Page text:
sinet52.bat

for interface number 2, and so on
.
When an interface is run as a service,
the executable and the command file m
ust have the same root name because the service
looks for its command
-
line arguments in a file that has the same root name.

Interface Installation

16


16

Microsoft DLLs

The following Microsoft DLLs are distributed on the installation CD
-
ROM
.
Copy these
files to the
winnt
\
system32

direc
tory only if the files in the
winnt
\
system32

directory are older than the files on the CD
-
ROM.

MSVCIRT.DLL

MSVCRT.DLL

MSVCRT40.DLL

MSVCP50.DLL

MSVCP60.DLL


The following additional Microsoft DLLs are also distributed on the CD
-
ROM
.
These
DLLs are only

used by a debug version of the interface. Copy these files to the
Winnt
\
system32

directory only if the files in the
winnt
\
system32

directory are older
than the files on the CD
-
ROM.


MSVCIRTD.DLL

MSVCRTD.DLL

MSVCP50D.DLL

MSVCP60D.DLL


Interface Directo
ries

The PIHOME Directory Tree

The
PIHOME

directory tree is defined by the
PIHOME

entry in the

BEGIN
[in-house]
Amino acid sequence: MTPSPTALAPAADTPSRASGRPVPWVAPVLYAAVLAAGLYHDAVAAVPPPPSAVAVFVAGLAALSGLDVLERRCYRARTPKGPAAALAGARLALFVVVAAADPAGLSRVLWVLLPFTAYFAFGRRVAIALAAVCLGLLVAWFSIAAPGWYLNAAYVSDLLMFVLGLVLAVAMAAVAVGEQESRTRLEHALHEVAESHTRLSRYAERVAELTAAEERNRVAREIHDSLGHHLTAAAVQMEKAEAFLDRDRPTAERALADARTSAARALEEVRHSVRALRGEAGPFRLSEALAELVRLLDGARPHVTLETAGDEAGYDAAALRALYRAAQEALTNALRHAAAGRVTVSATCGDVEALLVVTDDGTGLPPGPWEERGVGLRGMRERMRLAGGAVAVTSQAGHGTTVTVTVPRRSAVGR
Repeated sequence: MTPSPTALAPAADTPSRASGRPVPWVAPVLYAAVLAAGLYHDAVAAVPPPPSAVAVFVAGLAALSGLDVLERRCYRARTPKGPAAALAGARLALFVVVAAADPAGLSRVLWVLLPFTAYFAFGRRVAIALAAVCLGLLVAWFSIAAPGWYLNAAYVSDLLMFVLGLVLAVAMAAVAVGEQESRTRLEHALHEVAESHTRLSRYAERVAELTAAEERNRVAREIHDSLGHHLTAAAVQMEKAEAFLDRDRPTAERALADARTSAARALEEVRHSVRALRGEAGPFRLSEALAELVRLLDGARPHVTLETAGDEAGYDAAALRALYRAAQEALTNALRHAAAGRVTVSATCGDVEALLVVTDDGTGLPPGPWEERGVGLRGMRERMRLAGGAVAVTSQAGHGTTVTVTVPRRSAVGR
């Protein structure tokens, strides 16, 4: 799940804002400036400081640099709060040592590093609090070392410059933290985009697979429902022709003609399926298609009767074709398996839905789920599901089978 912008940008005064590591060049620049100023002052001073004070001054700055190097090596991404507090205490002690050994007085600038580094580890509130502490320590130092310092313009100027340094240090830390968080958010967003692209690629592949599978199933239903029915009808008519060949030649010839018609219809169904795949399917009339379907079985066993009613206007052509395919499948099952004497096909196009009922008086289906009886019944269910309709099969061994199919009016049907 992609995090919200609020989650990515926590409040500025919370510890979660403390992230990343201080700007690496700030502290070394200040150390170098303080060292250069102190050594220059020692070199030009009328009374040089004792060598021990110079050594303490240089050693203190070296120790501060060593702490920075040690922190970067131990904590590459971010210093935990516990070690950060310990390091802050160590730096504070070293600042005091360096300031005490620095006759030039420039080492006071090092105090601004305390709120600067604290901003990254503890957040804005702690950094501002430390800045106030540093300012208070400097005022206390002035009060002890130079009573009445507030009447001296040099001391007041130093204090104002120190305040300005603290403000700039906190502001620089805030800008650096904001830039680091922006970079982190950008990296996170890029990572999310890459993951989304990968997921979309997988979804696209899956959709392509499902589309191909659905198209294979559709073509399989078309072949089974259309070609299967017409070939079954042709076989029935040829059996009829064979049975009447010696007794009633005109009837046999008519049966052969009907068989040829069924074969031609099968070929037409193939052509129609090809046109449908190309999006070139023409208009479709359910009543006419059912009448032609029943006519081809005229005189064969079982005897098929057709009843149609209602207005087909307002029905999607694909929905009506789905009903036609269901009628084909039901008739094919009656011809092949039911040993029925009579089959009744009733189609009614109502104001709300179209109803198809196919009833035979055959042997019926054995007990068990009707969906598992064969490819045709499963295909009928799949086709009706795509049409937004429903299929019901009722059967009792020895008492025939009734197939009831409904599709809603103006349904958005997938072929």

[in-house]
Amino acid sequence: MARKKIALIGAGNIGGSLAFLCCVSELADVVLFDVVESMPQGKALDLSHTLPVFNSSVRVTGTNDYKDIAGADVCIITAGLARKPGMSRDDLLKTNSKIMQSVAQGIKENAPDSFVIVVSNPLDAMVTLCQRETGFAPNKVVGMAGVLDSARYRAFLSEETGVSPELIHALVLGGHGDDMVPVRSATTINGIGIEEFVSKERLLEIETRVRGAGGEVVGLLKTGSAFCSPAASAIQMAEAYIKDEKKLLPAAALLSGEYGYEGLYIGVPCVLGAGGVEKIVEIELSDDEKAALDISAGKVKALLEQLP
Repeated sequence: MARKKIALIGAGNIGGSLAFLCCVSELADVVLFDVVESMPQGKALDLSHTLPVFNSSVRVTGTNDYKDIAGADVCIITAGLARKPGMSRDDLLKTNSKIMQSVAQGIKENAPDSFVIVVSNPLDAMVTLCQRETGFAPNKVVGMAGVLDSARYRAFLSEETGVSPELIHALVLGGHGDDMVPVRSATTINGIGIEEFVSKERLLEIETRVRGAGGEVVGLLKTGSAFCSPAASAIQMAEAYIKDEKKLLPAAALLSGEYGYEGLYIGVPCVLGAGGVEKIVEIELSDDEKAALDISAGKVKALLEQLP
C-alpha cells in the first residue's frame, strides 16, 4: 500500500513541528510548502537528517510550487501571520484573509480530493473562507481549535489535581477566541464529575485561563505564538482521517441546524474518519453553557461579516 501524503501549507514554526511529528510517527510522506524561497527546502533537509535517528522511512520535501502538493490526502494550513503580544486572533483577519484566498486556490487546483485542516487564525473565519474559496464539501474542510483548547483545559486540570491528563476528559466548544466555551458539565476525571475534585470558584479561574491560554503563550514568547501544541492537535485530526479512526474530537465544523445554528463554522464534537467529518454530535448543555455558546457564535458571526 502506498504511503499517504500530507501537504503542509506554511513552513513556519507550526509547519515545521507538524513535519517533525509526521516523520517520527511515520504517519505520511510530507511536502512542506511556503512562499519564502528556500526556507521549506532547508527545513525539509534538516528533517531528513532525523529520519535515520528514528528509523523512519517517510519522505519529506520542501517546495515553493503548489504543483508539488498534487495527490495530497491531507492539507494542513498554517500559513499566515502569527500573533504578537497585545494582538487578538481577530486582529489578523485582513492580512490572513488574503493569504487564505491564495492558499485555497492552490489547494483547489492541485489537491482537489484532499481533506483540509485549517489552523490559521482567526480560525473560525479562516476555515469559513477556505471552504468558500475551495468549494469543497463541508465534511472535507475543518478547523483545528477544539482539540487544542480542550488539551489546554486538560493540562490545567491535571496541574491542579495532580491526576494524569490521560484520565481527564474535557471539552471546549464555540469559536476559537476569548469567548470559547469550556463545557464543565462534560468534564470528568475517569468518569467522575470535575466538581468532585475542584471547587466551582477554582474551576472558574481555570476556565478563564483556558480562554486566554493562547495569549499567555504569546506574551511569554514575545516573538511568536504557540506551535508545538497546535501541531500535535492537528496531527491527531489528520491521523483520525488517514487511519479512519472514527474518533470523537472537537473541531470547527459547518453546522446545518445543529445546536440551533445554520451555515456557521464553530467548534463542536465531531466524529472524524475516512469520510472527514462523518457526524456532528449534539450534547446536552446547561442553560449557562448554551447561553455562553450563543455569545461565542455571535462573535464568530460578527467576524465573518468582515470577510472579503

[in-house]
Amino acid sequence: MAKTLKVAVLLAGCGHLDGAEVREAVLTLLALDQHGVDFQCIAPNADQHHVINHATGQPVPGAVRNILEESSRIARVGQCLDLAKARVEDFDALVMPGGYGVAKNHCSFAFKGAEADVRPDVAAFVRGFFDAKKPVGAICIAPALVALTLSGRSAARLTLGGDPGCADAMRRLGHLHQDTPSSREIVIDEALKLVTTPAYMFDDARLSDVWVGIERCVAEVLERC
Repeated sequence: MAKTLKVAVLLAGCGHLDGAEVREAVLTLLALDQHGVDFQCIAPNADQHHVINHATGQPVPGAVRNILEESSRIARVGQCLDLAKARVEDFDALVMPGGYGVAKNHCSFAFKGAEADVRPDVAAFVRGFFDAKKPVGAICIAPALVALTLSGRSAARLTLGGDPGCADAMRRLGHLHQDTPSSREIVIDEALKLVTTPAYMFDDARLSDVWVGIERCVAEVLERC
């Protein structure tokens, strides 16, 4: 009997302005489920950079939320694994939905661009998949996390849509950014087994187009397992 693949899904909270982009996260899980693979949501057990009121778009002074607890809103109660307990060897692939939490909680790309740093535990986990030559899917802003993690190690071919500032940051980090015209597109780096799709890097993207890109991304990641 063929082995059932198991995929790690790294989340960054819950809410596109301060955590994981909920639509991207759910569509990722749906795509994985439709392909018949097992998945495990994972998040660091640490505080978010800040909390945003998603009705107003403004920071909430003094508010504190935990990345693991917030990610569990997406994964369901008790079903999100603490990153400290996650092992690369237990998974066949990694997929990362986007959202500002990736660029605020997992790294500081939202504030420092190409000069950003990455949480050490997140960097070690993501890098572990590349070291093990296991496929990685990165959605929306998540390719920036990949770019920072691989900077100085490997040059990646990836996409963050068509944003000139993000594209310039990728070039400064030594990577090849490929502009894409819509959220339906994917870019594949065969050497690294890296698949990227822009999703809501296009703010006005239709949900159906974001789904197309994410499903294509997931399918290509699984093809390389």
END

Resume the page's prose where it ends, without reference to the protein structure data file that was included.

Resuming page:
pipc.ini

configuration

file
.
This
pipc.ini

file is an ASCII text file, which is located in the
WinNT
directory
.
A
typical
pipc.ini

file contains the following li
nes:

[PIPC]

PIHOME=c:
\
pipc


The above lines define the
\
pipc

directory as the root of the
PIHOME

directory tree on
the C: drive
.
OSIsoft recommends using
\
pipc

as the root directory name
.
The
PIHOME

directory does not need to be on the C: drive.

Interface
Installation Directory

Place all copies of the interface into a single directory
.
The suggested directory is:

PIHOME
\
interfaces
\
sinet5
\


Replace
PIHOME

with the corresponding entry in the
pipc.ini

file.


Siemens SIMATIC NET Int
erface to the PI System

17

17

Interface Installation Procedure

In the installation
procedure below, assume that interface number 1 is being installed and
that all copies of the interface will be installed in the same directory.